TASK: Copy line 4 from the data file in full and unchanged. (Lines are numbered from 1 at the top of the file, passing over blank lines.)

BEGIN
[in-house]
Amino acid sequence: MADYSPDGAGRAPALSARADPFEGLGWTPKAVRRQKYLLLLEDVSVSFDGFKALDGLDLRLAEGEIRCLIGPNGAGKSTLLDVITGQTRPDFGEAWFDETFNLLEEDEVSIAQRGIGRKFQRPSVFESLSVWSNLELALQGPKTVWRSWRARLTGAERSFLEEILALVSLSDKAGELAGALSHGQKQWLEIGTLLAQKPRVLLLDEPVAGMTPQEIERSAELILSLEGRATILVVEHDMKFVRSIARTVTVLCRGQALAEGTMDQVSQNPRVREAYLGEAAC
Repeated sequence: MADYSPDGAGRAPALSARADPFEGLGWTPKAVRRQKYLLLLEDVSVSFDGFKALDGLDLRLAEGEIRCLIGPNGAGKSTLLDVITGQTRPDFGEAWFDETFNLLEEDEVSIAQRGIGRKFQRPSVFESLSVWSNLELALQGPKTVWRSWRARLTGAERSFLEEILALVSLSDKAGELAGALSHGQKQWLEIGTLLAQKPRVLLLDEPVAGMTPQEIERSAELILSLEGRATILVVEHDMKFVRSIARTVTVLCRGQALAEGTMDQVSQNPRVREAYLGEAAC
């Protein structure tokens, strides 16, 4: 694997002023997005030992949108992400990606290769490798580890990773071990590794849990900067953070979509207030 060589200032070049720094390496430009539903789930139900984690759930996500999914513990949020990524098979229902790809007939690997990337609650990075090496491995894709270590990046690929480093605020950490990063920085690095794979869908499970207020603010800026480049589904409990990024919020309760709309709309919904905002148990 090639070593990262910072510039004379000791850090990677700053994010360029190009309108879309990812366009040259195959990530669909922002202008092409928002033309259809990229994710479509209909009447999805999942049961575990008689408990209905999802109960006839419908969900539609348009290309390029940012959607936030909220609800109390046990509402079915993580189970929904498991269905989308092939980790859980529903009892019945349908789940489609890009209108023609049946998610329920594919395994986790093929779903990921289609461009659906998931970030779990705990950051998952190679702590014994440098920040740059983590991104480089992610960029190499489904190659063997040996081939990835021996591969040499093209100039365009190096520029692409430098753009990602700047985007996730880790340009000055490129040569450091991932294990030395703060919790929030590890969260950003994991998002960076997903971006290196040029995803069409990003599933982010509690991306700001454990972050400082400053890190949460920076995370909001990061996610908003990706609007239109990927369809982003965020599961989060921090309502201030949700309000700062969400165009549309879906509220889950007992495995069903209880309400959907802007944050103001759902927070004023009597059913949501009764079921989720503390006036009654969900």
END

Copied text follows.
């Protein structure tokens, strides 16, 4: 694997002023997005030992949108992400990606290769490798580890990773071990590794849990900067953070979509207030 060589200032070049720094390496430009539903789930139900984690759930996500999914513990949020990524098979229902790809007939690997990337609650990075090496491995894709270590990046690929480093605020950490990063920085690095794979869908499970207020603010800026480049589904409990990024919020309760709309709309919904905002148990 090639070593990262910072510039004379000791850090990677700053994010360029190009309108879309990812366009040259195959990530669909922002202008092409928002033309259809990229994710479509209909009447999805999942049961575990008689408990209905999802109960006839419908969900539609348009290309390029940012959607936030909220609800109390046990509402079915993580189970929904498991269905989308092939980790859980529903009892019945349908789940489609890009209108023609049946998610329920594919395994986790093929779903990921289609461009659906998931970030779990705990950051998952190679702590014994440098920040740059983590991104480089992610960029190499489904190659063997040996081939990835021996591969040499093209100039365009190096520029692409430098753009990602700047985007996730880790340009000055490129040569450091991932294990030395703060919790929030590890969260950003994991998002960076997903971006290196040029995803069409990003599933982010509690991306700001454990972050400082400053890190949460920076995370909001990061996610908003990706609007239109990927369809982003965020599961989060921090309502201030949700309000700062969400165009549309879906509220889950007992495995069903209880309400959907802007944050103001759902927070004023009597059913949501009764079921989720503390006036009654969900």